How to Improve Your Skateboarding
Want to get better at skateboarding? It’s easy if you know how. Follow these tips and you’ll be executing perfect ollies, flips and fakies in no time.
Feel the fear and do it anyway
One of the biggest barriers to success in skateboarding is the fear factor. We get it – the risk of falling flat on your face when dropping in is pretty scary! But only by taking a (sometimes literal) leap of faith will you acquire the skills to improve. Sometimes the reality is far less terrible than what we imagine, so even if you do fall, you’ll probably be OK. In fact, once you’ve ‘failed’ a few times you’re likely to build up a level confidence that will help you progress to the next level. One important thing to remember is that you have to commit fully to a trick once you’ve started. If you freeze midway, you’re actually more likely to fall or injure yourself.
Just to be on the safe side, always wear protective gear including a helmet and knee pads, to mitigate the damage you can do when you do (inevitably) fall.
Start small and build gradually
As with any skill, the best way to learn is to pitch your practice at the right level. If you’re too ambitious too soon, you might be left feeling deflated and demotivated when you don’t master the skills as quickly as you hoped. So give yourself small, bite-sized goals that will leave you feeling confident and motivated. Use smaller ramps with shorter drops until you get the hang of them and want to progress. Practise your ollies on a soft surface like grass or carpet.
Change your routine
Sometimes it’s easy to get obsessed with perfecting a particular technique or routine. But that won’t help you improve in other areas. Help keep things fresh by altering your goals, trying new things and even getting out and skateboarding in different places. That way, you’ll develop better all-round ability and, importantly, you’re less likely to get bored and give up.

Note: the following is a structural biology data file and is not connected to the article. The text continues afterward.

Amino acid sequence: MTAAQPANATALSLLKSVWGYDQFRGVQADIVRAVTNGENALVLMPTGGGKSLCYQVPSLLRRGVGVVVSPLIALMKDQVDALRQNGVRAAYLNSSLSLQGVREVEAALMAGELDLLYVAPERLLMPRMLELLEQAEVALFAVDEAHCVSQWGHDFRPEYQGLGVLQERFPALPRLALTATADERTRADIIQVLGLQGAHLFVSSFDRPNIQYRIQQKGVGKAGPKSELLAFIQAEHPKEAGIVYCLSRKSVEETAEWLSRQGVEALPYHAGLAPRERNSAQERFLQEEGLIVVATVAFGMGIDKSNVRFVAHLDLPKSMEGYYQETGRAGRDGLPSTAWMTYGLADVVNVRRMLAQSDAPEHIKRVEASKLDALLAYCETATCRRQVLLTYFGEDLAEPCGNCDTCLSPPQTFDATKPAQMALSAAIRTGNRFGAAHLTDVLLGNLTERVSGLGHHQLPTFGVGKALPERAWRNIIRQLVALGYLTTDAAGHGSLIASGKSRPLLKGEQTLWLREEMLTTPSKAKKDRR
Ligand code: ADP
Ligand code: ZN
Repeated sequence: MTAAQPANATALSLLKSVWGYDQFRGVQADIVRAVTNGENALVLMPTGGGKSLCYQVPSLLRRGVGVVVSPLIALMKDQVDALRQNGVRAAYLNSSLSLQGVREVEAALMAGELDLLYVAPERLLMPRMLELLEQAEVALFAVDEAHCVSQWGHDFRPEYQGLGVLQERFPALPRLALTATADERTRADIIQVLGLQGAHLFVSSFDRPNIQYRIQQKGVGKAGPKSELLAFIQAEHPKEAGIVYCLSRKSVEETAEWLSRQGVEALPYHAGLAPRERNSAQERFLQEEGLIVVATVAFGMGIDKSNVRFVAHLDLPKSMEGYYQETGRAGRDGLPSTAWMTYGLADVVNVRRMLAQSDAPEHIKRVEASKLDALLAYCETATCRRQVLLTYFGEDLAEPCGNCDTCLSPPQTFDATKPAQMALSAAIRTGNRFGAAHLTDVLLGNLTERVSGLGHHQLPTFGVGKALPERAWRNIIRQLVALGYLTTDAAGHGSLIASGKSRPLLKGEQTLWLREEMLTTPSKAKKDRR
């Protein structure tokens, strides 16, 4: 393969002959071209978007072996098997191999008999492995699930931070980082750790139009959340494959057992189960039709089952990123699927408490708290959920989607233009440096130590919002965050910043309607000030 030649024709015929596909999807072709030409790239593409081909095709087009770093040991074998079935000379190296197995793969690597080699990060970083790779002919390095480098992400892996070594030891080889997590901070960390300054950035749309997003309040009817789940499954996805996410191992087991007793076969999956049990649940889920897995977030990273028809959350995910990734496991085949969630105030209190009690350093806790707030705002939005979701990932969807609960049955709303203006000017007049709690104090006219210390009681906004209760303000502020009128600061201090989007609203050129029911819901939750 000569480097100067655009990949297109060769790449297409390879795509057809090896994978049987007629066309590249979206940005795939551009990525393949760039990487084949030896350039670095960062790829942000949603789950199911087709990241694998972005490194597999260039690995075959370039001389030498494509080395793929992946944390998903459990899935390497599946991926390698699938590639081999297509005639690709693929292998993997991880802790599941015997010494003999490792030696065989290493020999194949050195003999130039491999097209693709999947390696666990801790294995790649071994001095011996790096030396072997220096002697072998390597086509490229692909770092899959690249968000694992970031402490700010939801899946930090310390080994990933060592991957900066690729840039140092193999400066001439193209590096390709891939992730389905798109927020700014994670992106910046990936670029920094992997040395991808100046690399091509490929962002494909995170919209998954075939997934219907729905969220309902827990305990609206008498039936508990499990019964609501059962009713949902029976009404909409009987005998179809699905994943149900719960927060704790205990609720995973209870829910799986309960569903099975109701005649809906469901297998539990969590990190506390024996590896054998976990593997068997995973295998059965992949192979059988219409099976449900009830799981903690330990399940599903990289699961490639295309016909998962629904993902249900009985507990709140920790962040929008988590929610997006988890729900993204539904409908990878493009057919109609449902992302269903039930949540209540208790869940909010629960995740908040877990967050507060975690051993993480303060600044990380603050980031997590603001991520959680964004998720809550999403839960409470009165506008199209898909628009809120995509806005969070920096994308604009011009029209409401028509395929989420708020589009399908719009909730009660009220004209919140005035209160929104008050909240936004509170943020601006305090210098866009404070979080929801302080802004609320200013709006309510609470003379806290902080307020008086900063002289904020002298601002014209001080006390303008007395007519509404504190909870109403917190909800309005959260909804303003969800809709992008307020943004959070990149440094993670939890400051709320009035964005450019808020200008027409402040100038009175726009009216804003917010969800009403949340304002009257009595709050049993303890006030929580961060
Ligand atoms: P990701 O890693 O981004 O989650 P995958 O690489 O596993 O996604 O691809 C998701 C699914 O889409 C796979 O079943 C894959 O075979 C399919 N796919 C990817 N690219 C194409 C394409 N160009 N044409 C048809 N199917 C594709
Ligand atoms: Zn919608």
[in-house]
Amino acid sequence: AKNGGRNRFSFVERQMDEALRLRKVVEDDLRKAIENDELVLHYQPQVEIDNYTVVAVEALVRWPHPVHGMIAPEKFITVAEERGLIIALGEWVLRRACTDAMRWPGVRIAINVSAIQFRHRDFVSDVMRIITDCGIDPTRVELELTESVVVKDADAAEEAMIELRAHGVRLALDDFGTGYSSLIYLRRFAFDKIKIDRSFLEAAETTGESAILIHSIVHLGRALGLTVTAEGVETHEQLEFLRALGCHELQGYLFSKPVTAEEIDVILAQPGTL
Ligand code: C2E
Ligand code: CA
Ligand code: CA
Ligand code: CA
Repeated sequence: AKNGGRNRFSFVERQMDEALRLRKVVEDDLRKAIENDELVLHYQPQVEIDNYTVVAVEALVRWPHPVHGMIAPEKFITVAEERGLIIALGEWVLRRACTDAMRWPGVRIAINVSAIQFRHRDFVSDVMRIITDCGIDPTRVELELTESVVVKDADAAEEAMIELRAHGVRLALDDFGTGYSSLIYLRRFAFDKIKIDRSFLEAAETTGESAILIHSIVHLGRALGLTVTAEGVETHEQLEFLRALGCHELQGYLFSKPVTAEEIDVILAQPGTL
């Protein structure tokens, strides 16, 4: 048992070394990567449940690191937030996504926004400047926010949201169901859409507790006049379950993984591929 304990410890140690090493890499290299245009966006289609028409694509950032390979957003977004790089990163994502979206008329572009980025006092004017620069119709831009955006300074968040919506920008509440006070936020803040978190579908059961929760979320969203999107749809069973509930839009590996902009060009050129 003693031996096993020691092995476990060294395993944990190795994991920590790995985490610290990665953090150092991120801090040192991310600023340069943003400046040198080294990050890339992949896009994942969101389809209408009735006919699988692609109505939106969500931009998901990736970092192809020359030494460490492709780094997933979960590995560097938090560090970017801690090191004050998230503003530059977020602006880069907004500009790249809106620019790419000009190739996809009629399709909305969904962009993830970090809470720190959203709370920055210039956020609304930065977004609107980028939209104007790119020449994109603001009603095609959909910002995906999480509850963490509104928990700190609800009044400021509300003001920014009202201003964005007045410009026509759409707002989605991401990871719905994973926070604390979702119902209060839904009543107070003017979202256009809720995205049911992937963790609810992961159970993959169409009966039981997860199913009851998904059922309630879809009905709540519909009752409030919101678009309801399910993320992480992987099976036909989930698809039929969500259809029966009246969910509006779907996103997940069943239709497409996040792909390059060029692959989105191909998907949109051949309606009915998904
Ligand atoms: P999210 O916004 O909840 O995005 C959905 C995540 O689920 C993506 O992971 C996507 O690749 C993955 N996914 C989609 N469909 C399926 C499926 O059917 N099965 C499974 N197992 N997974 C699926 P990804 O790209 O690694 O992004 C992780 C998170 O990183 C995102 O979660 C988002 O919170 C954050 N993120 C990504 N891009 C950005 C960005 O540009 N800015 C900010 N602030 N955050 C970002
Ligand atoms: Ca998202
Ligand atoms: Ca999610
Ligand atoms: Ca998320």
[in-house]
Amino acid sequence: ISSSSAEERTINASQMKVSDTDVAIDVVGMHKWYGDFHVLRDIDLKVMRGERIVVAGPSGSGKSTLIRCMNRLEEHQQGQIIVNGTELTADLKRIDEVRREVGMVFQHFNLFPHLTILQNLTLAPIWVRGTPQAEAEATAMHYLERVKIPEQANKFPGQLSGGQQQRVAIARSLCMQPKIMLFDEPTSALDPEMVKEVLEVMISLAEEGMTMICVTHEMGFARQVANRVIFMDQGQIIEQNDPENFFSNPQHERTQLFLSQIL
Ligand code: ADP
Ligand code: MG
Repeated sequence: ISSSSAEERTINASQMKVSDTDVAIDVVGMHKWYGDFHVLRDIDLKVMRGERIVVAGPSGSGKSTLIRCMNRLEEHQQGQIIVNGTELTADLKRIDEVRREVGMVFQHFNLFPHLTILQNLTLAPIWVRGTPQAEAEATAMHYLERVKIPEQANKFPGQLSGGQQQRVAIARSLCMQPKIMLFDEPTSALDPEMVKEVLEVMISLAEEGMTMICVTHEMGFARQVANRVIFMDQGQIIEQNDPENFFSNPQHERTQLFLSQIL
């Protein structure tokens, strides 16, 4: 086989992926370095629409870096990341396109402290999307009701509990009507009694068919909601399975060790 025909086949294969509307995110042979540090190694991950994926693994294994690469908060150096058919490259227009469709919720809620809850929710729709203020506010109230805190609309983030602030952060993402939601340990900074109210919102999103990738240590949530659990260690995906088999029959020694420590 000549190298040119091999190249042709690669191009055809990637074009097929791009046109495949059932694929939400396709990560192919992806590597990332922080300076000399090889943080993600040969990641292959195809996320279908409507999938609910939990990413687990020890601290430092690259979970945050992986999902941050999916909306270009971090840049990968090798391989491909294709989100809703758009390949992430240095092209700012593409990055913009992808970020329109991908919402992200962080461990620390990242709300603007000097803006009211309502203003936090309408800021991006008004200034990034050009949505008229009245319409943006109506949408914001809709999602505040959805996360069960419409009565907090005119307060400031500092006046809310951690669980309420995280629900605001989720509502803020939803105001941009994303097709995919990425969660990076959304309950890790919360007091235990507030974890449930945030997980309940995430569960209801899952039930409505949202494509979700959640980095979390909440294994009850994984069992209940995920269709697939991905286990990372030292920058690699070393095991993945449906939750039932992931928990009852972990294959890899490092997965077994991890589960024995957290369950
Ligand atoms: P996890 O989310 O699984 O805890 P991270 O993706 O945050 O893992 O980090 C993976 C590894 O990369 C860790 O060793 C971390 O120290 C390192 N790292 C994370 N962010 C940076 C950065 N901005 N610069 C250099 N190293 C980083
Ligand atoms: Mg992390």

Get together with friends
Skateboarding with friends is a great social activity, and it can really help you develop your skills. Take inspiration from what others are doing, and try to emulate it. Set each other challenges for a bit of healthy competition.
Watch an action replay
Want to know where you’re going wrong? It’s so difficult to tell exactly what’s happening when you can’t see yourself performing a trick. By videoing yourself, however, it’s amazing how much information you can pick up, that can then be used to hone and improve your technique. That’s especially true if you can see yourself from multiple angles and in slow motion.
Just keep going
It’s been said that to master a skill and do it well, it takes 1,000 hours of practice. The exact timeframe isn’t as important here as the principle: in order to improve your skateboarding, you’ll need to put in the hours. Set aside some time each week to practise, and after a few sessions you’ll begin to see some steady improvement.